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Sunday, July 18, 2010

WikiPremed - Online Course and More

WikiPremed is a free online course designed to help students prepare for the MCAT. The course is free although according to the site some elements of the course are best accomplished by purchasing some printed materials. Part of WikiPremed offers a large gallery of drawings and images for teaching and learning concepts in chemistry, organic chemistry, physics, and biology. The gallery of drawings and images is arranged into the four aforementioned categories which can be further refined through the use subcategory filters in a drop-down menu. All of the images and drawings can be reused in accordance with the licensing applied to them.

Applications for Education
WikiPremed is obviously designed for college students, but the gallery of images and drawings could be useful for high school science teachers. The gallery could be used by teachers as they design lesson plans or it could be used by students as they create content for their courses.

Here are some related items that may be of interest to you:
The Interactive Periodic Table
A Taste of Med School - Stanford Mini Med School
Canvas Mol - 3D Models of Molecules

Hey Seth, How About Some Practical Ideas?

Warning: This post is a bit of an editorial rant. I rarely do this on Free Technology for Teachers, but this has been bugging me for a while and I need to get it off my chest.

This week a couple of videos (here and here) featuring Seth Godin made the rounds on Twitter and other networks. In both of these videos Godin takes the public education system to task for not producing creative thinkers and for producing students who lack initiative and subsequently sit around waiting for directions from their teachers and later their bosses. That doesn't bother me because Godin's not the only person to say such things and I believe those statements are accurate when applied to the majority of public schools. What bothers me about Godin saying those things is that he doesn't follow them up by offering any practical implementation strategies. What's worse is that he has a huge following of people (many of them wealthy and powerful) outside of education who will rally behind him and further take public education to task while again not offering any practical reform strategies.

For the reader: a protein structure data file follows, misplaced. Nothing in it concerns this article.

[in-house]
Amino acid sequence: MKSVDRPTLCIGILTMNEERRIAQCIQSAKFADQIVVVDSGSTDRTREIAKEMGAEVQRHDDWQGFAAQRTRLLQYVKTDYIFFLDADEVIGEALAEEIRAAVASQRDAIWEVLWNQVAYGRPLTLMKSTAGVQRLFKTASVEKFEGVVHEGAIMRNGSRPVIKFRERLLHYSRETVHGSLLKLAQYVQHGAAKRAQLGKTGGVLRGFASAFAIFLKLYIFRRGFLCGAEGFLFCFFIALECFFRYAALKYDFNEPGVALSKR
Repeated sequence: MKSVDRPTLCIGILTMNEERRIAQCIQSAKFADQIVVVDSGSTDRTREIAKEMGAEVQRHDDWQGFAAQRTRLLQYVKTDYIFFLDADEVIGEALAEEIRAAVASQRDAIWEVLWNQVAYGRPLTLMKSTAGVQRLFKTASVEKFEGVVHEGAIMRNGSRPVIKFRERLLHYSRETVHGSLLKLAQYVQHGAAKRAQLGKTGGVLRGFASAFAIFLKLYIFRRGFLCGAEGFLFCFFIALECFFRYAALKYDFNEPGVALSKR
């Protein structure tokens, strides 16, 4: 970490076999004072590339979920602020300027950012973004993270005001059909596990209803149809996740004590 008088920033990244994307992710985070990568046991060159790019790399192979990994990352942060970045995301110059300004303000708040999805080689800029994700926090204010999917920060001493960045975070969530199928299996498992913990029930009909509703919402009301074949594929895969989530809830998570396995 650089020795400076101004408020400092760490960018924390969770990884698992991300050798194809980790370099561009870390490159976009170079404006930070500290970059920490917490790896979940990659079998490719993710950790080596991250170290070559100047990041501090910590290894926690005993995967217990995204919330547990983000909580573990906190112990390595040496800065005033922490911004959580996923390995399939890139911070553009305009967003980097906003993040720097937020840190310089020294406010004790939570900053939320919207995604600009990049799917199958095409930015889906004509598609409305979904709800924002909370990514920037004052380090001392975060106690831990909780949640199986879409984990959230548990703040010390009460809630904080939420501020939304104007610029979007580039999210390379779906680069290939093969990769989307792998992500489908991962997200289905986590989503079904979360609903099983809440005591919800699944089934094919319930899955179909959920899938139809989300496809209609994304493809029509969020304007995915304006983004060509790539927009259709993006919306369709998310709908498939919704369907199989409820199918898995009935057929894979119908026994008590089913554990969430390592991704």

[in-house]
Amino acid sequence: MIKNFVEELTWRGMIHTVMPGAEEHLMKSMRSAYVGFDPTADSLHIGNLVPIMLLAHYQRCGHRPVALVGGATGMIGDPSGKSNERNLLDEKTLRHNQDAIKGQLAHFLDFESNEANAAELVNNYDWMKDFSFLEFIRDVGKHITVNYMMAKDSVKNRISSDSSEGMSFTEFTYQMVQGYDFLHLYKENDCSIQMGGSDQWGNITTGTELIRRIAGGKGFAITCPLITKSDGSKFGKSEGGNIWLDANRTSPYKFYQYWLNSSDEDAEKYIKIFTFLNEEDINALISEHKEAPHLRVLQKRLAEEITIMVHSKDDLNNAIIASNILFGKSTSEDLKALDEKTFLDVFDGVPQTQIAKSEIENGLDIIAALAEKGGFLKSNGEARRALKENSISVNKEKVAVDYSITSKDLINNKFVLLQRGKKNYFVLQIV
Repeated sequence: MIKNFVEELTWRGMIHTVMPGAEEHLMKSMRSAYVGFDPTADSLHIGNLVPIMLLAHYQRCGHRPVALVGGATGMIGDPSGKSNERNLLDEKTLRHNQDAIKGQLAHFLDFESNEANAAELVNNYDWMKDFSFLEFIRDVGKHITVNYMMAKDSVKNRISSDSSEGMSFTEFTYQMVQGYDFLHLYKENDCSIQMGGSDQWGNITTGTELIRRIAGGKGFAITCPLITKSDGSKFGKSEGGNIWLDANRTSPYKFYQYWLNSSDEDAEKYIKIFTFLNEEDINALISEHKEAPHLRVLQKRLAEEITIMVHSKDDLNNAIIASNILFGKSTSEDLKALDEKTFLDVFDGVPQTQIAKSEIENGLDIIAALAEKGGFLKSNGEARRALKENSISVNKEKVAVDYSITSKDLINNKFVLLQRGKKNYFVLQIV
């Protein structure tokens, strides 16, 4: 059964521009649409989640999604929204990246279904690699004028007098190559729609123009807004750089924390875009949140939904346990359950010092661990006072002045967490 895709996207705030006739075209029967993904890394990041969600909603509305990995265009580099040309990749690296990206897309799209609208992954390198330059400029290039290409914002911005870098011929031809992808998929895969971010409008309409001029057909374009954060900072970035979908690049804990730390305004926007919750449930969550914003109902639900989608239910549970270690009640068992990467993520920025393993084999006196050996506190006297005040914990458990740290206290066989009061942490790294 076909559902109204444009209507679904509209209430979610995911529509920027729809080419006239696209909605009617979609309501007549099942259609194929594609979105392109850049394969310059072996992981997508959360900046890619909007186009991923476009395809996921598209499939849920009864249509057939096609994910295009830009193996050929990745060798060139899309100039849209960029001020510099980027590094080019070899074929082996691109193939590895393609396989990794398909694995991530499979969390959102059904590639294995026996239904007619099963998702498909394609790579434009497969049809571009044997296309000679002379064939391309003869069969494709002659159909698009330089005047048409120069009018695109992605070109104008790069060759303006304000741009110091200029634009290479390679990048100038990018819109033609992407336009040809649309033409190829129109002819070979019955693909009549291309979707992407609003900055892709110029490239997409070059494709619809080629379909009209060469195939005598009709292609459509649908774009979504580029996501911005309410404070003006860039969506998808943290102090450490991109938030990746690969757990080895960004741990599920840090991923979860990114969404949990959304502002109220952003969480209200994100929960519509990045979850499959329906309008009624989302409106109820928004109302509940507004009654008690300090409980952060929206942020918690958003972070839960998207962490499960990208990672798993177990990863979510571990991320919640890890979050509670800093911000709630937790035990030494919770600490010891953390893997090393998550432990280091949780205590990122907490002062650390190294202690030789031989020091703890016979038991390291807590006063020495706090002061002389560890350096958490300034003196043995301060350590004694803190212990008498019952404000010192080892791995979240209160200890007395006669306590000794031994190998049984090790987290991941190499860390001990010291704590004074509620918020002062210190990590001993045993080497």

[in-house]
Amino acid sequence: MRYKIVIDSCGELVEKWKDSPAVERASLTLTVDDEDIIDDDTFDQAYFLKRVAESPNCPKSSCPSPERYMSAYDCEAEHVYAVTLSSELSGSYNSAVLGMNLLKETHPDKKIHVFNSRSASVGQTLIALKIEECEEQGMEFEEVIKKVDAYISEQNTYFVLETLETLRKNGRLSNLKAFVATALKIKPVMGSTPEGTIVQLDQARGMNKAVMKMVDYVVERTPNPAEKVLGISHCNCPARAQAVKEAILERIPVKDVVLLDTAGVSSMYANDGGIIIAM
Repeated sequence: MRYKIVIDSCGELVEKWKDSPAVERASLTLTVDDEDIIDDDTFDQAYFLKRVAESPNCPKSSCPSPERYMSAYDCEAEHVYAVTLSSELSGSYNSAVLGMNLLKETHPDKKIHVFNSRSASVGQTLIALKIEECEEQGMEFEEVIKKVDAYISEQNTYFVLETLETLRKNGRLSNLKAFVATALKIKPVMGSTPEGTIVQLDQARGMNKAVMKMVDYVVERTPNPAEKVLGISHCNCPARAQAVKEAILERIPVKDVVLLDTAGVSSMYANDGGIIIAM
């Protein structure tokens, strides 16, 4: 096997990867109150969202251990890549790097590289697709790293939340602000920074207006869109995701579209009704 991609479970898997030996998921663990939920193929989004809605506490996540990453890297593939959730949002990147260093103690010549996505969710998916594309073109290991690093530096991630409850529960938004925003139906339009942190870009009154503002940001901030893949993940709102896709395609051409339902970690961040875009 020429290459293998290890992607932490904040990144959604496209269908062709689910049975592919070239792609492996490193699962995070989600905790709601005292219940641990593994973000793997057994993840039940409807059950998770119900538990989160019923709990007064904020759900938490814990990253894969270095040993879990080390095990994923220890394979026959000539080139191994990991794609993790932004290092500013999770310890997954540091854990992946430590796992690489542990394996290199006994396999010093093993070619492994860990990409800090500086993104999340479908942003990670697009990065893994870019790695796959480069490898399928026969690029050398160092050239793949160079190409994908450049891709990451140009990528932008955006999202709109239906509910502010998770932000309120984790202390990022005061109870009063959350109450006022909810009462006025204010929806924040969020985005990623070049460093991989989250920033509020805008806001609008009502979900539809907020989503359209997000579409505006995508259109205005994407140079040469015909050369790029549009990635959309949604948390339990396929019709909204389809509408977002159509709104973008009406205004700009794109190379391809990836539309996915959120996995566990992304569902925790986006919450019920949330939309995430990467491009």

Now before people jump on me for using too small of a sample size to judge Godin's statements on education; I've listened into live web conferences in which Godin eluded questions of practical reform implementation, watched a dozen videos featuring him, read one of his books, and listened to the audio of another of his books. In other words, I think I have a good handle on what Godin's all about. In fact, I like what he has to say about business, leading people, and his general cheese-moving qualities. But when it comes to education, I lump him in with all of the other people calling for reform in education without having stepped into a public school classroom and without offering any practical solutions.

I was venting about all of this on Twitter this morning when Colin Davitt asked who do I see as pointing out the problems and offering practical solutions. Here are some of the folks that are doing good work toward making practical change; Chris Lehmann, John Carver, Eric Sheninger, Patrick Larkin, and see my Twitter list of K-12 administrators for others. These people are in schools making changes happen at an administrative level. You can be out of the public school system and still make contributions to changing education. Wes Fryer, David Warlick, Scott McLeod, and others on my Twitter list of Ed Thought Leaders demonstrate that. And as classroom teachers we can stop wishing for permission and make changes happen in our classrooms, Lee Kolbert demonstrated that in her blog during the last school year. And as for me, I've sat in the hot seat because I don't wait for permission I go on the offensive with a case and evidence that almost requires a change of thinking. Nothing says "he's got a point" like hundreds of pages of research dropped on a naysayer's lap (yes, I literally did that once).

So Seth, have you got any ideas for us?

Create Augmented Reality Layers Without Coding

I've only covered augmented reality a couple of times on this blog (most notably here) because creating augmented reality content requires a level of coding skill well beyond that which I and most teachers and students possess. That could change with the launch of Hoppala. Hoppala is a new augmented reality layer creation service that launched late last week. Creating an augmented reality layer is a essentially a drag and drop process when using Hoppala. Watch the video below to learned more about creating augmented reality content using Hoppala.


Applications for Education
Hoppala could become a great tool for students to use to develop augmented walking tours of their communities. Augmented reality layers could also be developed to complement the content of stories that students write. For example, if students write a story based in their communities they could then create a physical walk-through of that story supplemented with augmented reality layers.

Here are some related items that may be of interest to you:
Augmented Reality in Plain English
ZooBurst - 3D Augmented Reality Books

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